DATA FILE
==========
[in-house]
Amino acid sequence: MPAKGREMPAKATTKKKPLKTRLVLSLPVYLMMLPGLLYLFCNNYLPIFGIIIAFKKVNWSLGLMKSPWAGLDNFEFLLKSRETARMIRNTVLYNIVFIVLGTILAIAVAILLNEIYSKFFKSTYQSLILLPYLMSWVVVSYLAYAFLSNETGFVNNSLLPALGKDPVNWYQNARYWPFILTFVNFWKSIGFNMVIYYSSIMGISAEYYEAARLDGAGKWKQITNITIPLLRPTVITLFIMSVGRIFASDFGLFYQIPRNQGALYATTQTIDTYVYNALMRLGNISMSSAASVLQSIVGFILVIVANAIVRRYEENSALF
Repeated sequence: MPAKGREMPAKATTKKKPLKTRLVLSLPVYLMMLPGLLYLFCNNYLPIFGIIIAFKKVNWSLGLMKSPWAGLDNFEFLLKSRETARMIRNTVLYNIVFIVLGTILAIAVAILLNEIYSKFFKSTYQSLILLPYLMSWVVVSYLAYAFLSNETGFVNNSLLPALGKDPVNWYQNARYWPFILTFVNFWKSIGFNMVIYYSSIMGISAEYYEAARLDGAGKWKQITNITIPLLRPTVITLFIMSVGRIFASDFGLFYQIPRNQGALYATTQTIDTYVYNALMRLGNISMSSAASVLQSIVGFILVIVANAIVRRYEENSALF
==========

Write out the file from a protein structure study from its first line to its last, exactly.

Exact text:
[in-house]
Amino acid sequence: MPAKGREMPAKATTKKKPLKTRLVLSLPVYLMMLPGLLYLFCNNYLPIFGIIIAFKKVNWSLGLMKSPWAGLDNFEFLLKSRETARMIRNTVLYNIVFIVLGTILAIAVAILLNEIYSKFFKSTYQSLILLPYLMSWVVVSYLAYAFLSNETGFVNNSLLPALGKDPVNWYQNARYWPFILTFVNFWKSIGFNMVIYYSSIMGISAEYYEAARLDGAGKWKQITNITIPLLRPTVITLFIMSVGRIFASDFGLFYQIPRNQGALYATTQTIDTYVYNALMRLGNISMSSAASVLQSIVGFILVIVANAIVRRYEENSALF
Repeated sequence: MPAKGREMPAKATTKKKPLKTRLVLSLPVYLMMLPGLLYLFCNNYLPIFGIIIAFKKVNWSLGLMKSPWAGLDNFEFLLKSRETARMIRNTVLYNIVFIVLGTILAIAVAILLNEIYSKFFKSTYQSLILLPYLMSWVVVSYLAYAFLSNETGFVNNSLLPALGKDPVNWYQNARYWPFILTFVNFWKSIGFNMVIYYSSIMGISAEYYEAARLDGAGKWKQITNITIPLLRPTVITLFIMSVGRIFASDFGLFYQIPRNQGALYATTQTIDTYVYNALMRLGNISMSSAASVLQSIVGFILVIVANAIVRRYEENSALF